4
$\begingroup$

It is commonly known that lunar rhythms have influence on plant growth, and there are even lunar calendars to know when planting, pruning, transplanting, harvesting, etc.

I know that the lunar cycles affect the tidal patterns, and this consequently can affect the life of sea organisms like reef corals, fishes, etc., but I am very skeptical that this can affect the growth dynamics or plant physiology. I would like to know how it works from a scientific perspective, E.g. the temperature and precipitation are the main limiting factors on plant growth, but I'm curious if the moon light or its magnetic field can also be a limiting factor on plant growth.

Then my question is simple, the lunar rhythms really influence the growth of plants, if so, how?

$\endgroup$
  • $\begingroup$ Great question! I think there is a similar question on Skeptics.SE but I assume you want a more scientific perspective, correct? $\endgroup$ – TanMath Nov 2 '15 at 20:55
  • $\begingroup$ @TanMath exactly! I would like to know it from a scientific perspective. I have added more details to my question. $\endgroup$ – Darwin PC Nov 2 '15 at 21:27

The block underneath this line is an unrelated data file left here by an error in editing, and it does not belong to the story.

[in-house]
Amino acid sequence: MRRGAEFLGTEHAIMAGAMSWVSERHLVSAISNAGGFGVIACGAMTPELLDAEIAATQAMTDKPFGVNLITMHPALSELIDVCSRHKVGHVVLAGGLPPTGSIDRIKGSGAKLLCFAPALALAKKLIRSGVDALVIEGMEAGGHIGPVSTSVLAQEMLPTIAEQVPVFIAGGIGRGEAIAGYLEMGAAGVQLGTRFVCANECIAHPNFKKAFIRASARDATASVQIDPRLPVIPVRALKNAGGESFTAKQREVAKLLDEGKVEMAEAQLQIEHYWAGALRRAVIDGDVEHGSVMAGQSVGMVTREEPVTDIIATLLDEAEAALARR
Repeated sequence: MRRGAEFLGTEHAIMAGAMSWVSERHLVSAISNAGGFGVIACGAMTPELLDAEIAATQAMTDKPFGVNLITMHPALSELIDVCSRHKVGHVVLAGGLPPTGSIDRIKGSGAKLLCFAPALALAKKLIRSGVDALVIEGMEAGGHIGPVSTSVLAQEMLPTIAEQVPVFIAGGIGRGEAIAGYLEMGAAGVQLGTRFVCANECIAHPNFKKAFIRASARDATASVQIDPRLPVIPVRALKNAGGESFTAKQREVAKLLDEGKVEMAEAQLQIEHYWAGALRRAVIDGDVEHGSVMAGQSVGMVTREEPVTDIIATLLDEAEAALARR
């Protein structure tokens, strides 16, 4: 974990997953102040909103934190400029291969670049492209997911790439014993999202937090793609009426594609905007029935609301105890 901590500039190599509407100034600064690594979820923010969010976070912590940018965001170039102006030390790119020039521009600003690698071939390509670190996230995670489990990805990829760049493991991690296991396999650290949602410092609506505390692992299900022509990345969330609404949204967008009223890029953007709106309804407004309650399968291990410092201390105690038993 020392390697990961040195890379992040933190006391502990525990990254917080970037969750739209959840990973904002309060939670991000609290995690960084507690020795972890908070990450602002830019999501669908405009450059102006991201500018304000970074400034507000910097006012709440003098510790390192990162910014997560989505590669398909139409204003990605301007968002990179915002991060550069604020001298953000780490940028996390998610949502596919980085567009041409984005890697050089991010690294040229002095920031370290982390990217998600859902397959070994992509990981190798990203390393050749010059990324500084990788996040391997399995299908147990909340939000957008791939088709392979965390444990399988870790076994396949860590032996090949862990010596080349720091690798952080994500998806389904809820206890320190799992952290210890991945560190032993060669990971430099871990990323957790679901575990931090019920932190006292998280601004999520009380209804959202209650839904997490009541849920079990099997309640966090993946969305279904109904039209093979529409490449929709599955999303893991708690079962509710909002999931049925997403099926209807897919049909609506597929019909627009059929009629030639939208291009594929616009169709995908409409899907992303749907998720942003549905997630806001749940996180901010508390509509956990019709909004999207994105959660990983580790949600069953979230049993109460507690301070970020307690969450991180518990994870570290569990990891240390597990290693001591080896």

• $\begingroup$ Let me point you towards this 3-part blog post on howplantswork.com. There are quite some references in there. If you ask me personally: I think there is no scientific basis for the widely believed lunar influence on plant growth. Just superstition handed down. $\endgroup$ – Hav0k Nov 3 '15 at 14:24
  • $\begingroup$ I don't know at all is there any relation between lunar cycle and living world. However once I've read that lunar phase and human menstruation cycle both are of 28 days. However they're not in synchronous relation, and maybe a mere coincidence. But I assume there could exist some direct relation in marine/ coastal organisms because tide take place there. $\endgroup$ – Always Confused Sep 10 '16 at 15:46